Cloud and The Enterprise Big Bang Theory

Attribution: garlandcannon

Attribution: garlandcannon

Much has already been written about how Cloud will level the IT playing field for SMBs who are trying to compete with larger Enterprises. It allows them to utilize enterprise-grade IT (salesforce automation, customer relationship management, supply chain management, disaster recovery etc) without the enterprise-grade price tags that used to go with it. The resulting increase in flexibility, agility, and time-to-market puts them on a par with their larger business rivals.

But what are the business implications of Cloud on the Enterprise? I’m rapidly reaching the conclusion that the flexibility/agility benefits that enterprises are realizing with their cloud deployments are only a short-term effect … simply a precursor to a much more fundamental change. To use a cosmic metaphor, Cloud is going to be the trigger for an Enterprise ‘Big Bang’.

Historically, IT has acted like gravity in holding an Enterprise together — the bigger the company’s ‘mass’, the more it is able to afford big-ticket technology purchases which the individual business units couldn’t afford on their own. It’s a ‘sum of the parts is greater than the whole’ effect, and it’s worked quite well up until now, despite the fact that it has limited the flexibility of individual departments inside the enterprise.

But Cloud changes all that. It replaces a relatively inflexible set of ‘command and control’ business functions built around a centralized and capital-intensive IT department, with off-the-shelf subscription-based IT services, from which each business unit can choose according to their specific needs.

By eliminating the need for an in-house IT department, Cloud ignites a ‘big bang’ where a single monolithic enterprise explodes into a number of smaller, more agile, autonomous companies reporting in to a single holding company.

The leading driver of this change is SaaS. It’s not by chance that most of the growth in SaaS usage inside enterprises is being driven by the business units, not by IT. The reason is simple: Fed up with having to wait months or years for IT to deliver new business functionality based on highly-customized software with cryptic user interfaces, business units can get exactly the functionality they need from easy-to-use SaaS-based solutions, and they can be up & running almost as fast as they can enter their credit card details.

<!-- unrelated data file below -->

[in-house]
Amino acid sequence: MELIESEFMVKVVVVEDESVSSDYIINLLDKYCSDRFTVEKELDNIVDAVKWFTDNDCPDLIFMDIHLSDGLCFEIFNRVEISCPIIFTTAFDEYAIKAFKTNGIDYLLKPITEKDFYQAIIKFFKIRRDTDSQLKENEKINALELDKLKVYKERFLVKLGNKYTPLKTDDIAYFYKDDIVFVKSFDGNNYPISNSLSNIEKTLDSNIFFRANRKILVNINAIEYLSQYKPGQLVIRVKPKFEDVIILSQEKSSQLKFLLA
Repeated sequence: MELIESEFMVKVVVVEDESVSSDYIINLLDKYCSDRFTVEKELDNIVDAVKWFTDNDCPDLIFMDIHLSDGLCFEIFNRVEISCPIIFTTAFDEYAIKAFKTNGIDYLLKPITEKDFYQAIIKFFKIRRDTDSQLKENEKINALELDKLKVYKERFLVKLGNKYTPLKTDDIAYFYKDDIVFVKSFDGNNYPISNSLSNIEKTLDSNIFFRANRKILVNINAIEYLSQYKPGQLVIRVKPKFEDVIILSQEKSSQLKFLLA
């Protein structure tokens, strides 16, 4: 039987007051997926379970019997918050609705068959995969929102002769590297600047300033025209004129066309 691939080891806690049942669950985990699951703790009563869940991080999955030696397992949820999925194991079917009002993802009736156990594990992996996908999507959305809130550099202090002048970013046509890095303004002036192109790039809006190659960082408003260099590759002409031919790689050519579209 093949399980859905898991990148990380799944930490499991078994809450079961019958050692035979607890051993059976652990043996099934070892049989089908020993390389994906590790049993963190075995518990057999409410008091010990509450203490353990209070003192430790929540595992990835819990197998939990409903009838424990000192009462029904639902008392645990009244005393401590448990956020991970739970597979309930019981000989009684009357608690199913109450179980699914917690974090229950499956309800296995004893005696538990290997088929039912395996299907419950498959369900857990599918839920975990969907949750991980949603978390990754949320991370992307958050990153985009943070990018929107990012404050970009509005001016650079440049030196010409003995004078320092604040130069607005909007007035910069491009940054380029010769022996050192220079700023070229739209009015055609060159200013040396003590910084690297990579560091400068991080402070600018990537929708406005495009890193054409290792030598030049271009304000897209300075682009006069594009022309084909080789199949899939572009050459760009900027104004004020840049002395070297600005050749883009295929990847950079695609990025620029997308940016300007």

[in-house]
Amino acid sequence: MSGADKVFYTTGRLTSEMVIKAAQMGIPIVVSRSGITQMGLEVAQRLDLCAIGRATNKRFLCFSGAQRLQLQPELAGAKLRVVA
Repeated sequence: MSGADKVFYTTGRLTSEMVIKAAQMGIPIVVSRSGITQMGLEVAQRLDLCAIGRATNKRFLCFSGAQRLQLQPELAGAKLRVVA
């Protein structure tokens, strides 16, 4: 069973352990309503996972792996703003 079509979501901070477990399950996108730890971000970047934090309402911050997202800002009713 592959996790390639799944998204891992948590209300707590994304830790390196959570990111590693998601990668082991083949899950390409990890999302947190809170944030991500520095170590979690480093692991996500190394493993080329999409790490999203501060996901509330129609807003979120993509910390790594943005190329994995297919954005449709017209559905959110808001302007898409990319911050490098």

This doesn’t mean that “IT doesn’t matter” – in fact, it matters more than ever before. It simply means that the role of IT has to change. Business units know what they want to use, but …

  • They’re not experts in managing the costs, SLAs, and end-user support of these new services.
  • Compliance issues don’t go away … SaaS providers have to meet corporate security standards.
  • Someone has to manage the exchange of data between all these SaaS applications, and with the corporate ‘systems of record’
  • The holding company has to produce consolidated accounts across all business units.

None of these things will happen by magic, and IT is in the perfect position to provide the answers. So, rather than providing servers, IT now has to provide services; and rather than resisting the adoption of SaaS, IT has to take a leadership role by working with the businesses to make sure it’s done properly, without getting in their way.

While the image of an ‘exploding enterprise’ might seem far-fetched – or even amusing – today, it is the logical conclusion of the Cloud’s ultimate impact. The smarter IT departments have already started to figure this out and are working with their business units, rather than ignoring what’s going on, or forcing “IT gravity” on them.

So, is ‘IT gravity’ still the dominant force inside your enterprise today – or has the ‘big bang’ started and you just haven’t heard it yet?

About Richard Stone

Richard Stone is Senior Solution Marketing Manager at Compuware, responsible for Mobile and Cloud-based Application Performance Management solutions.
Prior to joining Compuware, Richard has held senior marketing and product management positions at Hewlett Packard, Compaq, plus a number of other US and European IT companies. His domain expertise includes mobile computing, wireless data, cloud computing, application performance management, security, compliance, and high-availability solutions for all market segments (SMB, Enterprise, and key verticals such as Finance, Government, Healthcare, and Retail.